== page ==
The report confirms what CMS made clear in the final rule for the Medicare Access and CHIP Reauthorization Act: many small and rural providers were not ready for a shift away from fee-for-service.
A report from the Government Accountability Office (GAO) highlights what CMS has already acknowledged in its final rule for the Medicare Access and CHIP Reauthorization Act (MACRA): small and rural primary care practices will have a harder time making the leap to value-based care.
The report, released today, was commissioned when MACRA passed in 2015, and it’s clear upon reading that CMS was taking the feedback seriously as it put the final touches on the rule to implement the far-reaching law, the most sweeping overhaul of physician compensation in decades. As far back as July, Acting CMS Administrator Andy Slavitt was warning that MACRA might be delayed due to concerns that small and rural providers were not ready for the shift from fee-for-service to payments based on value.
Instead, the final rule for MACRA allows a process that lets smaller practices ease into MACRA and ramp up their implementation to avoid penalties. The GAO report released today spells out why: small and especially rural practices are simply not configured in ways that allow them to perform “population health” measures simply or cheaply, in part because the “population” may be spread over a wide area and not easily accessible.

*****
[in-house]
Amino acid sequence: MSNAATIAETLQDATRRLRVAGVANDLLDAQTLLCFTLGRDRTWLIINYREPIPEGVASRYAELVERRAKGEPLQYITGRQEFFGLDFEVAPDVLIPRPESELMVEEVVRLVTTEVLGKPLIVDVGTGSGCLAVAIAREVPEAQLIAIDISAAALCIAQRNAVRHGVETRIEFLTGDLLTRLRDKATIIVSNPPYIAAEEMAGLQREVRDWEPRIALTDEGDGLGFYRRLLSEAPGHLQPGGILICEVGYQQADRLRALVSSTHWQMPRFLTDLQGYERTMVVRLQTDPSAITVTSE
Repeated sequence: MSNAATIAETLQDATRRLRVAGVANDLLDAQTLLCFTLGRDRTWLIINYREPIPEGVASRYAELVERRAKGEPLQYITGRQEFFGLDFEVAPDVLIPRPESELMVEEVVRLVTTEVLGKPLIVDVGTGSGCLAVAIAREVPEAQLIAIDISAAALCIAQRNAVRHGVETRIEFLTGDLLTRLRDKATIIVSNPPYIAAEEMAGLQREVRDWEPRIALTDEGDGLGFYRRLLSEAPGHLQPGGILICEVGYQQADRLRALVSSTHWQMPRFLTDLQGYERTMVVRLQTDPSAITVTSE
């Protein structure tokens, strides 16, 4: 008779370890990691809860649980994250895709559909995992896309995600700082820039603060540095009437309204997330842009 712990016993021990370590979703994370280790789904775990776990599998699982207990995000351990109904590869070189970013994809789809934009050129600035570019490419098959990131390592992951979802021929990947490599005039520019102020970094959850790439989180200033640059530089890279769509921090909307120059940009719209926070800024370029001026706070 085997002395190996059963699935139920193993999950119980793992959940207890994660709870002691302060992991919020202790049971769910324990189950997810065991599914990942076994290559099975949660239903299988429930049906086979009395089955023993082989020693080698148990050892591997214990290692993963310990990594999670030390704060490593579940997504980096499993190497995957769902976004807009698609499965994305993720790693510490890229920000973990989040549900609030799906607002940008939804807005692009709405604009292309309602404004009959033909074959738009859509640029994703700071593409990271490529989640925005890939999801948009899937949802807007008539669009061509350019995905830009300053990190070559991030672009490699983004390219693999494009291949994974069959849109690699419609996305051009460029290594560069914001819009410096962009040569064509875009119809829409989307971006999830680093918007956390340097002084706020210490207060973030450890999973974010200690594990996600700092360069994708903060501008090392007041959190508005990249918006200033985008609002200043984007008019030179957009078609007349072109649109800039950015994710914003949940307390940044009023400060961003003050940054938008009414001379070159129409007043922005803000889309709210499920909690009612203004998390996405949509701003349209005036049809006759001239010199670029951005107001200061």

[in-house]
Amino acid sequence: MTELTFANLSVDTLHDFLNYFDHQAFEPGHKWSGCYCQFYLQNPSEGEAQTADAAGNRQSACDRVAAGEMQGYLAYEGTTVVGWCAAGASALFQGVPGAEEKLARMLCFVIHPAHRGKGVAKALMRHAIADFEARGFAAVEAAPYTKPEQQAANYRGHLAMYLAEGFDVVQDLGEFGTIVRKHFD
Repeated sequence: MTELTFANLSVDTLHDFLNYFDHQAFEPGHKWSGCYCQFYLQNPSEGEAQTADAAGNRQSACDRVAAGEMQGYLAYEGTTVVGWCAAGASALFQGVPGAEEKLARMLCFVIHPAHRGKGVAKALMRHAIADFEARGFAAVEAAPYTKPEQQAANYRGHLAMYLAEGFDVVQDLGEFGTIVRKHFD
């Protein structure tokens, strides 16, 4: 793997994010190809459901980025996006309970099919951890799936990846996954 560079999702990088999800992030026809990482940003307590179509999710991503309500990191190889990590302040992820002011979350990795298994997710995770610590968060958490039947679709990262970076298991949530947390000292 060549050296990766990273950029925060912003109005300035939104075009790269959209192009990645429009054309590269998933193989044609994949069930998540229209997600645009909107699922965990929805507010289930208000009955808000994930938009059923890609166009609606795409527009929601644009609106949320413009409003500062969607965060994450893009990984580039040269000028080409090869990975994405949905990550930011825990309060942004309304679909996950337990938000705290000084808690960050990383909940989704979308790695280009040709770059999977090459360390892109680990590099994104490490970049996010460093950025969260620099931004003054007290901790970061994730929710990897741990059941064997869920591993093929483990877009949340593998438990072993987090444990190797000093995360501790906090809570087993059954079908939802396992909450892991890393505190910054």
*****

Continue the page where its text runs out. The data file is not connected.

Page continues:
CMS did not issue any objections to the report, which lists the following challenges for small and rural practices:
Financial resources and risk management. If practices lack the funds to invest in expensive items like electronic health records, much less making those systems interoperable, making a return on such an investment would take years.
Health information technology. Besides the cost, staff time and training is a hurdle. Practices may not even know what data they need to include.
Population health management. In rural areas, practices may not see patients for extended period because patients have to travel long distances.
Quality measurement. Small patient populations mean measures can be skewed by 1 or 2 bad outcomes, or by a single patient who needs expensive care.
Compliance requirements. Small staffs cannot find the time to deal with administrative tasks and simultaneously deal with direct patient care. Opportunities for mergers or accountable care organizations may not exist.
The report identifies groups that can ease the transition, which it calls “partner” or “non-partner” organizations. The key difference? Partner organizations would share in the financial risk, while non-partner organizations might provide services without sharing risk.
For more resources: See the MACRA compendium on The American Journal of Managed Care® website, http://www.ajmc.com/compendium/macra.